Objective This paper aims to reveal the potential effects of competition on drought adaptability and growth decline of Pinus koraiensis, provide scientific basis for forest management.
Method Based on the samples taken from natural forest in the south of Xiaoxing’anling Mountains, northeastern China, the dendrochronology method was used to analyze and compare the radial growth rate of P. koraiensis with different competition intensities and tree growth adaptabilities to extreme drought based on index of resistance (Rt), resilience (Rc), and restore elasticity (Rs).
Result The tree ring width index and radial growth rate of P. koraiensis in the south of Xiaoxing’an Mountains reflected the growth decline appeared in the periods of 1980−1990, 1990−2000 and 2002−2017. Under varying competition intensities, the period and intensity of growth decline of P. koraiensis were different. The period of growth decline of P. koraiensis at middle and low competitive intensities was relatively consistent. During the rapid warming period from 1990 to 2000, the growth decline was not seen for P. koraiensis at high competitive intensity, while the growth decline for P. koraiensis at low competitive intensity was the most serious with the lowest value of −40.28%. The standard chronology of P. koraiensis with different competitive intensity was positively correlated with Palmer drought index (PDSI) from June of previous year to August of that year, and the high competitive index group reached a significant level from September of previous year to February of that year (P < 0.05). The resistance and resilience of P. koraiensis at high competition intensity to drought were weak, especially in severe drought period, competition intensified the sensitivity of trees to drought, and the higher the competition index (the greater the competition pressure was) was, the weaker the resistance and resilience of P. koraiensis to drought were. During the rapid warming period before 2000, the resilience of P. koraiensis to extreme drought under different competition intensities showed a downward trend, and the resilience of P. koraiensis to drought rebounded during the warming hiatus period around 2000.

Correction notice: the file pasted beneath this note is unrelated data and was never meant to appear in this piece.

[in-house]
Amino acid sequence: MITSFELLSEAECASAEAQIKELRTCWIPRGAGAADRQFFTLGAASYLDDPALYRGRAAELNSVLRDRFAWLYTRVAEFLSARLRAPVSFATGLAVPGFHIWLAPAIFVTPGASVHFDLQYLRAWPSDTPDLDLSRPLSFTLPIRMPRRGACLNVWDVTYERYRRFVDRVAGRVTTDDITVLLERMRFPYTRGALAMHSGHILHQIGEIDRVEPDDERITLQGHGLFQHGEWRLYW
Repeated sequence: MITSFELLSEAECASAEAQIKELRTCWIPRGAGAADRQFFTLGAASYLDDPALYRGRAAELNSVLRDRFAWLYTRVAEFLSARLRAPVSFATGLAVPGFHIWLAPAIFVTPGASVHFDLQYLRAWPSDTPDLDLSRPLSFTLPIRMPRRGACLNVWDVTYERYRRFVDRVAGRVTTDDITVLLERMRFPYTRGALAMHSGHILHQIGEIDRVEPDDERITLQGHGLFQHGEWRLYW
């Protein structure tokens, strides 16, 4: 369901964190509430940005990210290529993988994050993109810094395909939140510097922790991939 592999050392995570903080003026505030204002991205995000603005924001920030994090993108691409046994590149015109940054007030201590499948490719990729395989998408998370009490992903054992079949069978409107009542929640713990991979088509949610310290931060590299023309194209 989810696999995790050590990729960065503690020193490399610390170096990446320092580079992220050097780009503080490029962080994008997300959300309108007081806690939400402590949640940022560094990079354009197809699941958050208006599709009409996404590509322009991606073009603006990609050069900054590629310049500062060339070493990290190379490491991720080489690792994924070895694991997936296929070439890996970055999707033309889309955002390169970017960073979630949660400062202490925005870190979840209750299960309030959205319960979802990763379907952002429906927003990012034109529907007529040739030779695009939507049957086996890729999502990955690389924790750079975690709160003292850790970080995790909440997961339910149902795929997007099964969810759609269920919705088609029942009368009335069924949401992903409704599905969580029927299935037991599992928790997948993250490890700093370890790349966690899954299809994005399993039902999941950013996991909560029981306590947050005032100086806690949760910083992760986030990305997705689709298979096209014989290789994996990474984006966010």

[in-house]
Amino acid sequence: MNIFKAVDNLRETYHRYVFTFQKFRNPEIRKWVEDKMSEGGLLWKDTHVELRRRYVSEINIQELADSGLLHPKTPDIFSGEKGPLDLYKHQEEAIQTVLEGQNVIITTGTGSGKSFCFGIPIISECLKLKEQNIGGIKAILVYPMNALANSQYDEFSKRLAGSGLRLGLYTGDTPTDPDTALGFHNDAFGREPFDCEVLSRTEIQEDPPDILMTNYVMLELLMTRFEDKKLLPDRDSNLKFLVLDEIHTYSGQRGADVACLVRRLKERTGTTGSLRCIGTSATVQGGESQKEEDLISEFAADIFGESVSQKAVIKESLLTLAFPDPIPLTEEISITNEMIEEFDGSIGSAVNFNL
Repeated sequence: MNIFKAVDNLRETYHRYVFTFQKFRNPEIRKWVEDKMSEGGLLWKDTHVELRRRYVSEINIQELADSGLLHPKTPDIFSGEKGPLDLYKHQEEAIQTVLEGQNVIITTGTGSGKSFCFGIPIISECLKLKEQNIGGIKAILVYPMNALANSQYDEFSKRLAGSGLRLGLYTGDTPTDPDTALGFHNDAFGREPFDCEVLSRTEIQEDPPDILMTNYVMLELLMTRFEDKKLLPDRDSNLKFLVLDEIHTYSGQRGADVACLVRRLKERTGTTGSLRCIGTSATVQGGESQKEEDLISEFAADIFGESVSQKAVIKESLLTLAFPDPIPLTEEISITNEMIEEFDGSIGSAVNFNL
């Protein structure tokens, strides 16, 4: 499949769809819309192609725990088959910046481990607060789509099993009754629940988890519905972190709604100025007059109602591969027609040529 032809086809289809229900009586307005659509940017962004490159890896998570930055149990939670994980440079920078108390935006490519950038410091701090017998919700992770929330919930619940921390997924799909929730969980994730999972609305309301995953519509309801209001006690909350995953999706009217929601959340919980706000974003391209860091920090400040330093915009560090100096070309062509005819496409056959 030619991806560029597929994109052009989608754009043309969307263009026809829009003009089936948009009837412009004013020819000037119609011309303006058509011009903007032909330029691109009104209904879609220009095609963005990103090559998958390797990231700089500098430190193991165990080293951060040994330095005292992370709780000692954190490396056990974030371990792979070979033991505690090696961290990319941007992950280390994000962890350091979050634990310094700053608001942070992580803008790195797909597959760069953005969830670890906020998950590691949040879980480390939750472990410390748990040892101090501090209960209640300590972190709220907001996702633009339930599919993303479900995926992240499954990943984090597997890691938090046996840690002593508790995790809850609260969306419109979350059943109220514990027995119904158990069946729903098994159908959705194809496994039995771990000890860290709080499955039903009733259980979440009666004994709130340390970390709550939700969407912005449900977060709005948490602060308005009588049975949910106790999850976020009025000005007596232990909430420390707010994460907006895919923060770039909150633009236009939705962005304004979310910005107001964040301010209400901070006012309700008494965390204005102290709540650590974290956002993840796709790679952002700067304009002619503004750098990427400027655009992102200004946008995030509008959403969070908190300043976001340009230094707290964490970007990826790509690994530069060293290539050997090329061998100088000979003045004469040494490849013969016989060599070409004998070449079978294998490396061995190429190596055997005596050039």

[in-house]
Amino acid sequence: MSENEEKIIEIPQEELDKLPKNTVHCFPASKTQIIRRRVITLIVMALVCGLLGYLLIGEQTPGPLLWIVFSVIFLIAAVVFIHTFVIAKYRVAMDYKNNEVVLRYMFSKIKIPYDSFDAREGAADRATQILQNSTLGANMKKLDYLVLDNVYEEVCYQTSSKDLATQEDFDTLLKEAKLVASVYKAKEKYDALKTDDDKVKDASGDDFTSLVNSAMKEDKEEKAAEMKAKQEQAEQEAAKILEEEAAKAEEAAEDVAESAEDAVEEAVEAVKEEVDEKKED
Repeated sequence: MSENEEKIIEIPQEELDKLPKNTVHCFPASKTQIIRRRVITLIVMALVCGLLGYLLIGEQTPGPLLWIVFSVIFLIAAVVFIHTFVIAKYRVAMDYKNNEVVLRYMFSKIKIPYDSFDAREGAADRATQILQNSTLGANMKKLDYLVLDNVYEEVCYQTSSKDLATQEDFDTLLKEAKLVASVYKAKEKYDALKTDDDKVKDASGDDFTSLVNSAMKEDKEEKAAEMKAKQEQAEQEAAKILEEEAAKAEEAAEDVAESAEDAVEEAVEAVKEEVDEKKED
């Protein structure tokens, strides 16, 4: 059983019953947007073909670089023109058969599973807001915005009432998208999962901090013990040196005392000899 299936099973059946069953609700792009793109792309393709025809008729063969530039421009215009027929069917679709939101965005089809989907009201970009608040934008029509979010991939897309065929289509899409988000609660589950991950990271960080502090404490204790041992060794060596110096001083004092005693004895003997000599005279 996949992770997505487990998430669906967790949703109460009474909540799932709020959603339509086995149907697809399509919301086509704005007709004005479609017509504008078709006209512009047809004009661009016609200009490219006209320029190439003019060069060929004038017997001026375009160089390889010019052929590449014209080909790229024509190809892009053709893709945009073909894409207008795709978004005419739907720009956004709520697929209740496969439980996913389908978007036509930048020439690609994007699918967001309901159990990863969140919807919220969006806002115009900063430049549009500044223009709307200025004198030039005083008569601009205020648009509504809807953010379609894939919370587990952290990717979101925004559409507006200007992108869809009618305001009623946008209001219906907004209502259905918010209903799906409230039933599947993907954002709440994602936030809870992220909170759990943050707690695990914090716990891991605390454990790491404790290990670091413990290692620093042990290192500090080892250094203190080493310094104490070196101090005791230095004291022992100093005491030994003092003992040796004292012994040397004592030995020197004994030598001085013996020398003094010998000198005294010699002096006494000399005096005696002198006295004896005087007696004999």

Conclusion With the increasing frequency of extreme drought events in the future, P. koraiensis may face a more severe recession. Competition affects the adaptability of trees to drought. Trees under high competition intensity are more sensitive to drought and have weaker adaptability, but don’t show more serious growth decline. Further research needs to be combined with in-depth analysis at different time and space scales to deal with the adverse effects of climate warming. It is of great significance to strengthen the research on the response of trees to drought for forest management and resource protection.